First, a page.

Thus the respondent can go in any direction at all in answering the question.  The respondent can refer back to something you said earlier.  Or express an opinion. Or change the topic by saying “That reminds me of something that happened to me last week.”

Gosh, I think that question is magic.  The responses from the other person are often so very interesting.

“What do you think about that?” is a great open-ended question.  Remember from previous blogs English Communication Skill: Asking Questions- Secrets of Open-Ended Questions  that open-ended questions are fantastic when you are wanting to get more information because they invite the other person to open up.  Also, remember to use them when you are doing any kind of negotiating or planning.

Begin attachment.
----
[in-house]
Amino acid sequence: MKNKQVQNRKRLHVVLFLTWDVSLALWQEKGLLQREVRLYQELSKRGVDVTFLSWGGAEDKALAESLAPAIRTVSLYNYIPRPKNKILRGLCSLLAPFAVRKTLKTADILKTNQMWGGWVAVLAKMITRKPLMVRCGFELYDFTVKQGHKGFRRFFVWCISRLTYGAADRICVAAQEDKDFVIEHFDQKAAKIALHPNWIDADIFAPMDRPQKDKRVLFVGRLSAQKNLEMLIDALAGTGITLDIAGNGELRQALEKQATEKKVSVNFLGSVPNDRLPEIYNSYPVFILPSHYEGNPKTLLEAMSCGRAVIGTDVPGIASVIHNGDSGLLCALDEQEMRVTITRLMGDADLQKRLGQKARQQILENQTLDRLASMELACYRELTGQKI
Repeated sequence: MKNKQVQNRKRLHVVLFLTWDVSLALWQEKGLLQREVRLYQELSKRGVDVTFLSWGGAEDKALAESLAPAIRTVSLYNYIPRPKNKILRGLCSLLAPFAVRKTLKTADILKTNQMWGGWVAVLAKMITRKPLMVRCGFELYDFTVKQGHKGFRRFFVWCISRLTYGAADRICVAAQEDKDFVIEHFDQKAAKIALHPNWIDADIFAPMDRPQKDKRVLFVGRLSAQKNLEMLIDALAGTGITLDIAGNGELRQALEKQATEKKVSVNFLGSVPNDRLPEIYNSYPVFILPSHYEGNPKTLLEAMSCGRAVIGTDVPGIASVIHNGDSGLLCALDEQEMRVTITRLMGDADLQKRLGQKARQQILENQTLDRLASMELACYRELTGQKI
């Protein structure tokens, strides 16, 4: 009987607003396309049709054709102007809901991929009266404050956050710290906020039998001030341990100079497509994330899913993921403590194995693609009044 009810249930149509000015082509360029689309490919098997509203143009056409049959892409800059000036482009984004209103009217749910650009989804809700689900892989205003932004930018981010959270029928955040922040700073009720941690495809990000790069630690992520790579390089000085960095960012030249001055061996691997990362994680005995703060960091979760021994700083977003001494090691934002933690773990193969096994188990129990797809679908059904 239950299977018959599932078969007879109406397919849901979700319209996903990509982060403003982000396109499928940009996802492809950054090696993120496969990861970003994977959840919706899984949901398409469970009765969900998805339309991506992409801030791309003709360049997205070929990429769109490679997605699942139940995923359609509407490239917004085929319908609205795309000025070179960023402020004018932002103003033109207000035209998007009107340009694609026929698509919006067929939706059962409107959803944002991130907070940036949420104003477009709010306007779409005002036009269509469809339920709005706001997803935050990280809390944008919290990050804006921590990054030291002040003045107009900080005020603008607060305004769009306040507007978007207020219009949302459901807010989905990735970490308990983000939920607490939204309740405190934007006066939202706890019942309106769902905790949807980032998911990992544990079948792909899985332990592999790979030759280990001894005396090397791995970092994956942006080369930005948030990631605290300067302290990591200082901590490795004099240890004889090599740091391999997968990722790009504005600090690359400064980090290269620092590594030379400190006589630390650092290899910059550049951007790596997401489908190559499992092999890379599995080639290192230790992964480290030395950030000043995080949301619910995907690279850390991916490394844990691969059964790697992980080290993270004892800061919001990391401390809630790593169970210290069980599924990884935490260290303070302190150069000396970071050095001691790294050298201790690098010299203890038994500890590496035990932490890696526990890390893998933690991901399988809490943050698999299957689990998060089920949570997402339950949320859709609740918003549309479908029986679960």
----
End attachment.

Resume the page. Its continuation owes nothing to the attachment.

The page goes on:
Open-ended questions and especially the question of “What do you think about that?” are fantastic in everyday conversation.  That is because you can get farther in understanding other people through understanding their experience and opinions.  That makes for lovely connection.  That is building relationship.

Go for it. Try the magic question: “What do you think about that?”

Be sure to watch our English Speech Tips videos and Accent Reduction Tip videos  for more English pronunciation and accent reduction exercise.

Check out our new advanced weekly speech tip program, our new subscription called ClearTalk Weekly, www.subscription.cleartalkmastery.com

 

 

Rerun from May 6, 2015